IS generally distinguished from other sorts of birds, by the long spur of his back toe, the earthy colour of his feathers, and his singing as he mounts up in the air. The common Sky-Lark is not much bigger than the house sparrow. He builds his nest sometimes in the plain under some high grass, and the tint of his plumage resembles so much the ground on which he hops along, that the body of the bird is hardly perceptible upon it. They breed thrice a year, in May, July, and August, rearing their young in a short space of time. Young nestlings may be brought up almost with any meat, but sheep’s heart and eggs chopped together seem to agree best with their stomachs. They are caught in great quantities in winter, and are reckoned a delicate food amongst our best dishes. It is a melancholy observation, that man should feed upon, and indulge his sense of taste with, those very birds who have so often delighted the sense of hearing with their songs, when they usher to the gladened creation the return of their best friend, the sun. Thomson gives us a most pleasing description of this little creature:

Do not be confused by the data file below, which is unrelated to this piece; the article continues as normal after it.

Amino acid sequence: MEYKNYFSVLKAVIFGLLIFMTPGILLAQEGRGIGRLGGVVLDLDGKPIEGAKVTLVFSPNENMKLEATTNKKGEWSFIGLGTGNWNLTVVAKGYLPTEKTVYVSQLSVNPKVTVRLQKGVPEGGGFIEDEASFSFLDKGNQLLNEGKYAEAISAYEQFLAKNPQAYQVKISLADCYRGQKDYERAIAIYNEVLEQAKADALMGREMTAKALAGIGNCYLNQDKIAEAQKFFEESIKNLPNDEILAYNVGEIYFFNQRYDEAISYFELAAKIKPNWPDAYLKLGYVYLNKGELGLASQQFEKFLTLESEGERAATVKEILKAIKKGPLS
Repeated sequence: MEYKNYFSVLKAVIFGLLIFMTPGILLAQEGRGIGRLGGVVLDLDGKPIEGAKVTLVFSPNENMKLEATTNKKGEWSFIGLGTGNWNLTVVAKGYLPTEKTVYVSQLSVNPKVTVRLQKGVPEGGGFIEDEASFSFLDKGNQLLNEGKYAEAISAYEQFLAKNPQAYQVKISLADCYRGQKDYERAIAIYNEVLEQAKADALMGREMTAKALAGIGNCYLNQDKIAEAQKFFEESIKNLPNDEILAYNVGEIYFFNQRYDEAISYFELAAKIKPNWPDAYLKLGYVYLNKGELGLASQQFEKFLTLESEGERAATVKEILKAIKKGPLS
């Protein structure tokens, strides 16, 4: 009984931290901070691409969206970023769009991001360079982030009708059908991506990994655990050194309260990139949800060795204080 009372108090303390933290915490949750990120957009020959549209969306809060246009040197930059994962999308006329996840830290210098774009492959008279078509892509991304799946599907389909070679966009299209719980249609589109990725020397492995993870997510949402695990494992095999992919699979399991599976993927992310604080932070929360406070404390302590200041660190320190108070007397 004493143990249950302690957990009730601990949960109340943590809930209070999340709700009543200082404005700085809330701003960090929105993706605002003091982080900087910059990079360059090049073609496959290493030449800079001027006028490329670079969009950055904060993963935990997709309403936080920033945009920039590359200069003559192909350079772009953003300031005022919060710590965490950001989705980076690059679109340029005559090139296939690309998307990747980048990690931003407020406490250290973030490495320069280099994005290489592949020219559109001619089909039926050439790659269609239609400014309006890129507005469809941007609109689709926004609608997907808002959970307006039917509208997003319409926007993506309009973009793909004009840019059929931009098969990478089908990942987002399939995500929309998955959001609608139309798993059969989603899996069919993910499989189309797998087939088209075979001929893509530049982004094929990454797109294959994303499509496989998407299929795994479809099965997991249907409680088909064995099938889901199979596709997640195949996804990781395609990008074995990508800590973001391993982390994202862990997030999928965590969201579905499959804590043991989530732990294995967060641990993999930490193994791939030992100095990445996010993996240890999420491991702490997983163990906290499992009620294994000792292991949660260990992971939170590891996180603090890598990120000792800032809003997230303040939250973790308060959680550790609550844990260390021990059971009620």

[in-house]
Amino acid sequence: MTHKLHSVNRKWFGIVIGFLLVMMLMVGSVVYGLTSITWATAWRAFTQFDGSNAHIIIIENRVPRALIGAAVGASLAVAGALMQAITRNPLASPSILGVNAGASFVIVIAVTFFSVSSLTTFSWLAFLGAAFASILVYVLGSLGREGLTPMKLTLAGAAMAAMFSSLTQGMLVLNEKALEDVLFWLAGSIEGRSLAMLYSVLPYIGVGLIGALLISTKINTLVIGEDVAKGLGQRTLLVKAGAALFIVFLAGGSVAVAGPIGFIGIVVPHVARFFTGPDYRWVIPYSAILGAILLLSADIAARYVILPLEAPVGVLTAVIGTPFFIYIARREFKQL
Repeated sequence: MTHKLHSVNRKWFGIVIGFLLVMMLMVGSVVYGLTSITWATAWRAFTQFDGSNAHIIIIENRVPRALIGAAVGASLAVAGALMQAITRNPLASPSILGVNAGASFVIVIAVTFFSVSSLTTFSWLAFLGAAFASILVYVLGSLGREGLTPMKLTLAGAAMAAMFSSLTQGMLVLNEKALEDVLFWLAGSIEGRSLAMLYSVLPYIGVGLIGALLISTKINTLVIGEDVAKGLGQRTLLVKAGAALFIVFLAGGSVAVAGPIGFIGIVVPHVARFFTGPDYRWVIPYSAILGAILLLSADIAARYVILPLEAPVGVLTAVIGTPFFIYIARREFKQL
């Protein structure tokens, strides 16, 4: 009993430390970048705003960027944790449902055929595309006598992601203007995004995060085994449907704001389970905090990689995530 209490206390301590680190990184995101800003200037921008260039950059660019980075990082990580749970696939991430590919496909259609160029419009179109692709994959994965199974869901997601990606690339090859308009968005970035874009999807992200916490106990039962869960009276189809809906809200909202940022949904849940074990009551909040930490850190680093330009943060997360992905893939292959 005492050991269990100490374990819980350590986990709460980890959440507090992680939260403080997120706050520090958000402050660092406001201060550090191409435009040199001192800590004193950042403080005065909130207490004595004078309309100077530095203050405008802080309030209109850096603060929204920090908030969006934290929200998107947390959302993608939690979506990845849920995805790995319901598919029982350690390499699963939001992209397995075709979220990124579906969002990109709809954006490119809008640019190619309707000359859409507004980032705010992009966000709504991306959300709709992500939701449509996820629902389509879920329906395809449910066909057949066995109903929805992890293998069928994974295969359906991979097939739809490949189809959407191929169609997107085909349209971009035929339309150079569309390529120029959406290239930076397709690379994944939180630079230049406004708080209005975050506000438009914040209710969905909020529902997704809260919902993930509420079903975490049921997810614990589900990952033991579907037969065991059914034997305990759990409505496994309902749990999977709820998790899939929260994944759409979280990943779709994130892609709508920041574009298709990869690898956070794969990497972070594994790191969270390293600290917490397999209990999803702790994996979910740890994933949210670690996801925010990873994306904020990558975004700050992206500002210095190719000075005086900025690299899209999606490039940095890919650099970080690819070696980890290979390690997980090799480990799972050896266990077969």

– Up springs the Lark,
Shrill-voic’d and loud, the messenger of morn;
‘Ere yet the shadows fly, he, mounted, sings
Amid the dawning clouds, and from their haunts
Calls up the tuneful nations.